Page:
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Whor'd by my flave----perfidious wretch! may


As furely feize thee, as I faw too well.




Guard me, good angels! cry'd the gentle May, Pray heav'n, this magic work the proper way! Alas, my love! 'tis certain, could You ne'er had us'd these killing words to me: So help me, fates, as 'tis no perfect fight, 775 But fome faint glimm'ring of a doubtful light.

What I have faid (quoth he) I must maintain, For by th'immortal pow'rs it feem'd too plain--By all those pow'rs, fome frenzy feiz'd your

mind, 779 (Reply'd the dame) are these the thanks I find? Wretch that I am, that e'er I was fo kind! She faid; a rifing figh exprefs'd her woe, The ready tears apace began to flow, And as they fell she wip'd from either eye 784 The drops (for women, when they lift, can cry.) The Knight was touch'd; and in his looks appear'd

Signs of remorse, while thus his spouse he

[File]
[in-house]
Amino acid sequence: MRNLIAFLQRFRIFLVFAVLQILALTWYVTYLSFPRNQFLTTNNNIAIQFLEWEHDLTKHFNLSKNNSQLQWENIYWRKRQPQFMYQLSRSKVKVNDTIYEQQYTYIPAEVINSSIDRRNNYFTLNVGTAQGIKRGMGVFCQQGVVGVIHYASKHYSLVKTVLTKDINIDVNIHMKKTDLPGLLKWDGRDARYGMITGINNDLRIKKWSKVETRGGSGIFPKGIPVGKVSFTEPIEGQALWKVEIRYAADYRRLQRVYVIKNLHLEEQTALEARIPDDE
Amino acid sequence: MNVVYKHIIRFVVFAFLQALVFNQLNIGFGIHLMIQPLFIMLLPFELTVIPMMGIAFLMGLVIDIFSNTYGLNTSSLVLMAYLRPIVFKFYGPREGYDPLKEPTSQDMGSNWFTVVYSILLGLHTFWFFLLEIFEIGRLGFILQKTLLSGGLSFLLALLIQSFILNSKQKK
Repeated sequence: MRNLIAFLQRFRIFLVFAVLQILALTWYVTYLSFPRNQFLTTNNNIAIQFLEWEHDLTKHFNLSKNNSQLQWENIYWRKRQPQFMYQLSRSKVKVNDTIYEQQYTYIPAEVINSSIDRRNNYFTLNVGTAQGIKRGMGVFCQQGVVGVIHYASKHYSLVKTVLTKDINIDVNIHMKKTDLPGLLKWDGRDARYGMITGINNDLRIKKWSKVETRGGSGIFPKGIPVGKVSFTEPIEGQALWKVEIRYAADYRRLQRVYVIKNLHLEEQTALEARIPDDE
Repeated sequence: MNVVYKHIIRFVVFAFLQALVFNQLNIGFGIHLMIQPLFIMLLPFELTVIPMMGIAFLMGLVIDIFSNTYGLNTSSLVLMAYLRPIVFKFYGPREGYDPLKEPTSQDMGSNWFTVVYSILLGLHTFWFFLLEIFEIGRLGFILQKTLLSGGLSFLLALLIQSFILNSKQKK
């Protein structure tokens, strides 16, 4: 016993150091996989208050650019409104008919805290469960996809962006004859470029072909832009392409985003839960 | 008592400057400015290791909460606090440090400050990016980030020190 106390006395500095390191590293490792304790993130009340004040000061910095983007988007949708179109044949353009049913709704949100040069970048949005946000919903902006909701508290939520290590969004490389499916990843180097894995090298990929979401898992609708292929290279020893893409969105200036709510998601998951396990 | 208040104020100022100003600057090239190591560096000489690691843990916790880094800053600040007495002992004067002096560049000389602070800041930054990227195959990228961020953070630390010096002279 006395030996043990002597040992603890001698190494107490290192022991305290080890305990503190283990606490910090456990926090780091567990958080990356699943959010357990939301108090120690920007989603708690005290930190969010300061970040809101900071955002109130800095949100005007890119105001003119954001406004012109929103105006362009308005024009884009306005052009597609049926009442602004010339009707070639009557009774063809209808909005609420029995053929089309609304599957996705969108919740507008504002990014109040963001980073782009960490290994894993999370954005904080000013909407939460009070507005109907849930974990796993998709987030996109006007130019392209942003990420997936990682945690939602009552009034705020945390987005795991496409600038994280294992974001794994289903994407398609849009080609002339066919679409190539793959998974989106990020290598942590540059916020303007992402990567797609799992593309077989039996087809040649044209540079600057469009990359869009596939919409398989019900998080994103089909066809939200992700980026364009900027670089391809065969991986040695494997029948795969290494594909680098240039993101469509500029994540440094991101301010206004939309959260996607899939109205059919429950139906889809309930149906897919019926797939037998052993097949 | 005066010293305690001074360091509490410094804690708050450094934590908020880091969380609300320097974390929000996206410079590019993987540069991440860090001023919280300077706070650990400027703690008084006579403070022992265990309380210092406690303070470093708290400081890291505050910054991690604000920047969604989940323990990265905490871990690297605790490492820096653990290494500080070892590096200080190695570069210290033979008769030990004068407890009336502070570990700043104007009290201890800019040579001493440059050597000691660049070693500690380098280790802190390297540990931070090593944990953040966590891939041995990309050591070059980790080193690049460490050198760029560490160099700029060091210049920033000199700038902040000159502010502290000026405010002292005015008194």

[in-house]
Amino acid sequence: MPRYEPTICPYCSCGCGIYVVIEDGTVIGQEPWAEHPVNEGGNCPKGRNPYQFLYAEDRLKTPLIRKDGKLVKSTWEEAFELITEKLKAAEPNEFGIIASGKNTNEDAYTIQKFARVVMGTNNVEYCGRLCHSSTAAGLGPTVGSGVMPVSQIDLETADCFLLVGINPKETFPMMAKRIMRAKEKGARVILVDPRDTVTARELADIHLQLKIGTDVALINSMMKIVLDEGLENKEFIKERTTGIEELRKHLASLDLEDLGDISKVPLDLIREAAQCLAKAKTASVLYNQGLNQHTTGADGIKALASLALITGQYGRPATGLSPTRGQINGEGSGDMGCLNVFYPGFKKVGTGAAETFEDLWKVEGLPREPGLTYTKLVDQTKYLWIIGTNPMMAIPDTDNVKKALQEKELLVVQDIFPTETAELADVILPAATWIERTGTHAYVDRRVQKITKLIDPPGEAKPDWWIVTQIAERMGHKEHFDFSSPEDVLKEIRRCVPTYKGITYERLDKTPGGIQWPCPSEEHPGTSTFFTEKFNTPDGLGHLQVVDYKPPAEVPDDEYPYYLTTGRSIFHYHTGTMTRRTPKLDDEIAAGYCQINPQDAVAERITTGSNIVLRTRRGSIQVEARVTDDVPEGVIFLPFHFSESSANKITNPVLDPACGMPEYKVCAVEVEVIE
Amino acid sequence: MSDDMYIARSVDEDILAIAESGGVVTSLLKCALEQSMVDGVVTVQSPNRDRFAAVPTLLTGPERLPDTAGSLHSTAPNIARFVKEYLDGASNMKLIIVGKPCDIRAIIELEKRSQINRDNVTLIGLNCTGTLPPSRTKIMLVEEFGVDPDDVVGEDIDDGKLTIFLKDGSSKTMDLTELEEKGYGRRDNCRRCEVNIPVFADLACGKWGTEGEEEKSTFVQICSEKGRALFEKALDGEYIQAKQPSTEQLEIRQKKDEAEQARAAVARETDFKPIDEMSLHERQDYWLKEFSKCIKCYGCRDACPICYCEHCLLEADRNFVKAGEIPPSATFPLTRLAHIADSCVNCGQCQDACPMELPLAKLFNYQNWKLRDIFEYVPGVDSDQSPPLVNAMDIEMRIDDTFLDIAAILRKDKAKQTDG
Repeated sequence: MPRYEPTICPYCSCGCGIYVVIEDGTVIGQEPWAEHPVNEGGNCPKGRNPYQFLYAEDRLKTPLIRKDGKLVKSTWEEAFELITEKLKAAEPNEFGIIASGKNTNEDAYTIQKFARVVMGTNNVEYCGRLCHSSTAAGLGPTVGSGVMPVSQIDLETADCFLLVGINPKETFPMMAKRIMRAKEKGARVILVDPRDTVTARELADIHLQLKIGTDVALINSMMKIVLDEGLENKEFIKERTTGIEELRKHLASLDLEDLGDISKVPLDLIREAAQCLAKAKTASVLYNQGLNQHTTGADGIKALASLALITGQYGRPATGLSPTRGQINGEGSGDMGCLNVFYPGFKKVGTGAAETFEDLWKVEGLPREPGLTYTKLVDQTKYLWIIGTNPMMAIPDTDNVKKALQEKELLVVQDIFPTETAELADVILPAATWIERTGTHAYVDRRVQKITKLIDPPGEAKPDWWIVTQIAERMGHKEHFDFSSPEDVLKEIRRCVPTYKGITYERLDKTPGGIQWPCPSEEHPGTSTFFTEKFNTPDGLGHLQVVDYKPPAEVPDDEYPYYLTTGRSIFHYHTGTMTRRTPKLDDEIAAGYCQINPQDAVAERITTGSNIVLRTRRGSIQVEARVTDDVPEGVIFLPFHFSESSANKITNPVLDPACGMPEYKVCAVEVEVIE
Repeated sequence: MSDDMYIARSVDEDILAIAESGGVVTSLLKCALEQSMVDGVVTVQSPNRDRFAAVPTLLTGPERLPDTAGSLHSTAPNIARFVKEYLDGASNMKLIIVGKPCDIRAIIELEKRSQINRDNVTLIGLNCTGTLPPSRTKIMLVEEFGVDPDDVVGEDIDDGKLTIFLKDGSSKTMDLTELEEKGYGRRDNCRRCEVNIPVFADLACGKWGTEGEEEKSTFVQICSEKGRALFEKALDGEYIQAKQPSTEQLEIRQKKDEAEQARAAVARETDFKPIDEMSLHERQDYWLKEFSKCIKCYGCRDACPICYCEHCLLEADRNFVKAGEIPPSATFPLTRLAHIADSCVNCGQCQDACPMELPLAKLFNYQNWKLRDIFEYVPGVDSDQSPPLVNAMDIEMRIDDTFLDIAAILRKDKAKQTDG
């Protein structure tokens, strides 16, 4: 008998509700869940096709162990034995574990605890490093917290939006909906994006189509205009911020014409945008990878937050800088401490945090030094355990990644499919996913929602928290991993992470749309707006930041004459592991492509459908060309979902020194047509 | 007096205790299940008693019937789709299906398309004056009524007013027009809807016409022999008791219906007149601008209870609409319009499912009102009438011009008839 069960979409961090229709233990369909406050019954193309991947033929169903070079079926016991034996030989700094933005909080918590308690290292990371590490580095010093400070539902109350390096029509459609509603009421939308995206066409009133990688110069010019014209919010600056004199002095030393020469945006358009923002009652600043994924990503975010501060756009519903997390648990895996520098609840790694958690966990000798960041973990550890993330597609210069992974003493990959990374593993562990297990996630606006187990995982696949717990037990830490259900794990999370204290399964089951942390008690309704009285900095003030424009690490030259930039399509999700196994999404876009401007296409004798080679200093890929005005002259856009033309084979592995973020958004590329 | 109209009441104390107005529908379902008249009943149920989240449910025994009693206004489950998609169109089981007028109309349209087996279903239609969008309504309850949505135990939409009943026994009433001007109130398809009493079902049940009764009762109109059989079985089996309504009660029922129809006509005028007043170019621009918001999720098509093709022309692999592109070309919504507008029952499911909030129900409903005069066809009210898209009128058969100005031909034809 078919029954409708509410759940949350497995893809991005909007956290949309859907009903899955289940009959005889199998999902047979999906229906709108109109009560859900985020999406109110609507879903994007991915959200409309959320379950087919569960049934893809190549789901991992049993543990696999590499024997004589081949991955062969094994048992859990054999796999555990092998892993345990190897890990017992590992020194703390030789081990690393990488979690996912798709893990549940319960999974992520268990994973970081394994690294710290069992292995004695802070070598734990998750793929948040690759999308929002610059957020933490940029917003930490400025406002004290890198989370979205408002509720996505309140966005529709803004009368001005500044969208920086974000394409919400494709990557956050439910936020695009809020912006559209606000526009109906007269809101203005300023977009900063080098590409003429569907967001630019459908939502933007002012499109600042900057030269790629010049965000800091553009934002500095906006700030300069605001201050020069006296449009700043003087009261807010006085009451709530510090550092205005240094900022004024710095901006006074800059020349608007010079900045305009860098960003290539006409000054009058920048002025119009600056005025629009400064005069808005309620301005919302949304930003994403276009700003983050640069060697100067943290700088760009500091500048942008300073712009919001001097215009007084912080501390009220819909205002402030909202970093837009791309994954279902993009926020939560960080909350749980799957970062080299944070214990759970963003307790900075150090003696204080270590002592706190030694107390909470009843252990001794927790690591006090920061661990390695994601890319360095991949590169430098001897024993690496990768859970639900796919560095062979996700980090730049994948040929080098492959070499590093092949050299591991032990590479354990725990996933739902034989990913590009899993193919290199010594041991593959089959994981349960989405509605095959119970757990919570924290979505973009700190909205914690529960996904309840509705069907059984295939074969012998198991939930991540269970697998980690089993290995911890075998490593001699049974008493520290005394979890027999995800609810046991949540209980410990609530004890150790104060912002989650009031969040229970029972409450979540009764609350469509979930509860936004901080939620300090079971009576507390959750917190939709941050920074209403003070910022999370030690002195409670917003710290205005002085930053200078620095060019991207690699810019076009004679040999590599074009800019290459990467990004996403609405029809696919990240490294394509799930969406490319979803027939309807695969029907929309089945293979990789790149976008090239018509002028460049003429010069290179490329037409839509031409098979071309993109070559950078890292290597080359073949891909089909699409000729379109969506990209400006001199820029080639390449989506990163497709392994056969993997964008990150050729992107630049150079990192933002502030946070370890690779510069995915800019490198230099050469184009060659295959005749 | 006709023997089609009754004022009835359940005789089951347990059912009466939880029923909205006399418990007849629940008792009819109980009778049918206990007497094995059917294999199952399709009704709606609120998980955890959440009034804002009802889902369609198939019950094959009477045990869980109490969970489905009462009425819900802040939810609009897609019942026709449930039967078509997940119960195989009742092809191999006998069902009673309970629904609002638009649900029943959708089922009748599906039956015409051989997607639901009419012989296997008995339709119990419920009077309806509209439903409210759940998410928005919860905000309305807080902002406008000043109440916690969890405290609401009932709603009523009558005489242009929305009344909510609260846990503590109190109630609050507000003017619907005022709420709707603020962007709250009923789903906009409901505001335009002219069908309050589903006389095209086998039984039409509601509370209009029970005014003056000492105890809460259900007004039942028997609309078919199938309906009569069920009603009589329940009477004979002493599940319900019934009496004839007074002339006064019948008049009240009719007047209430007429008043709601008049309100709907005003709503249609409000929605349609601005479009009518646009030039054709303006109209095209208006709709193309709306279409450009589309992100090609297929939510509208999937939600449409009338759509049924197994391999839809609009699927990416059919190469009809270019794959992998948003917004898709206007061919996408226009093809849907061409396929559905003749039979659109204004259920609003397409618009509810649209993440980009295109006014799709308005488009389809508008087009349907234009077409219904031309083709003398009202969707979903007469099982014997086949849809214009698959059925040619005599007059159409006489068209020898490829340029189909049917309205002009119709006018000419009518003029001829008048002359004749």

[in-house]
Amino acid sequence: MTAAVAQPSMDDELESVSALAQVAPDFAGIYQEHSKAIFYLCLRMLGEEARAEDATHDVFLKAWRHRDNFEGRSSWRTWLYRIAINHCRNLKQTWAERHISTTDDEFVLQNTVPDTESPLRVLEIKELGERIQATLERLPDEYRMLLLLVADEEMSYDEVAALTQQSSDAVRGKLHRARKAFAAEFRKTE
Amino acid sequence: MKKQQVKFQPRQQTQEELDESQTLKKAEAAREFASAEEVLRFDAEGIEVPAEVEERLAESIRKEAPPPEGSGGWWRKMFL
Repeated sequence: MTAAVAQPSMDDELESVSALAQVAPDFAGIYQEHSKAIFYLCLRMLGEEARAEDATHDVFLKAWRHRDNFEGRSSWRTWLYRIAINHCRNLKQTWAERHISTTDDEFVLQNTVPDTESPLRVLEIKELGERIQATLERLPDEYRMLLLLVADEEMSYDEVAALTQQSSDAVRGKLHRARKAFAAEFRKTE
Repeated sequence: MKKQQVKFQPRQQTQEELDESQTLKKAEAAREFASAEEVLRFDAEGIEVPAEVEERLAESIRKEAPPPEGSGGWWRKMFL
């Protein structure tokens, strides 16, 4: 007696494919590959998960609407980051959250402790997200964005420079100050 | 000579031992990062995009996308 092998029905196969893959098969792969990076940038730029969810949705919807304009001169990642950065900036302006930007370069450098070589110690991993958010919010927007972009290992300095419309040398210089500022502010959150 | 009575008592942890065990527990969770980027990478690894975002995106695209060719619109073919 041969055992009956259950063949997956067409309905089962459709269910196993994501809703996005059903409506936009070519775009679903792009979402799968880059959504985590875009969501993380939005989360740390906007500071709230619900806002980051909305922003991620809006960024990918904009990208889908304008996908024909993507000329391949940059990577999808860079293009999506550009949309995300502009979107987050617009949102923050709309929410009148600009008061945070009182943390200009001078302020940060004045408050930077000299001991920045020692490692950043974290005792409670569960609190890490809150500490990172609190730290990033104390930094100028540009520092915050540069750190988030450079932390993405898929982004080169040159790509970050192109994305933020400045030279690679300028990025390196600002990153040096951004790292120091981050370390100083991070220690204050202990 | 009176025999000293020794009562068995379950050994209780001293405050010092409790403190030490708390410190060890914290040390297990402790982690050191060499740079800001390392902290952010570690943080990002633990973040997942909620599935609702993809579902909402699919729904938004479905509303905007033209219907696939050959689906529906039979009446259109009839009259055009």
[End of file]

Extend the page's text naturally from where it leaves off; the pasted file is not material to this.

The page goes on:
Madam, 'tis paft, and my

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Come down, and vex your tender heart no more;

Excufe me, dear, if aught amifs was said, 790
For, on my foul, amends fhall foon be made:
Let my repentance your forgiveness draw,
By heav'n, I fwore but what I thought I faw.

Ah mylov'dlord! 'twas much unkind (she cry'd)
On bare fufpicion thus to treat your bride. 795
But till your fight's establish'd, for a while,
Imperfect objects may your fenfe beguile.
Thus when from fleep we firft our eyes display,
The balls are wounded with the piercing ray,
And dusky vapours rife, and intercept the day:
So just recov'ring from the fhades of night, 801
Your swimming eyes are drunk with sudden light,
Strange phantoms dance around, and fkim be-
fore your fight.

Then, Sir, be cautious, nor too rafhly deem; Heav'n knows how feldom things are what they



Confult your reason, and you foon fhall find
'Twas you were jealous, not your wife unkind :
Jove ne'er spoke oracle more true than this,
None judge fo wrong as those who think amifs.

With that she leap'd into her Lord's embrace With well diffembled virtue in her face. 811 He hugg'd her close, and kiss'd her o'er and o'er, Disturb'd with doubts and jealoufies no more;

Both, pleas'd and blefs'd, renew'd their mutual


A fruitful wife, and a believing spouse.


Thus ends our tale, whofe moral next to make, Let all wife husbands hence example take; And pray, to crown the pleasure of their lives,

To be fo well deluded by their wives.







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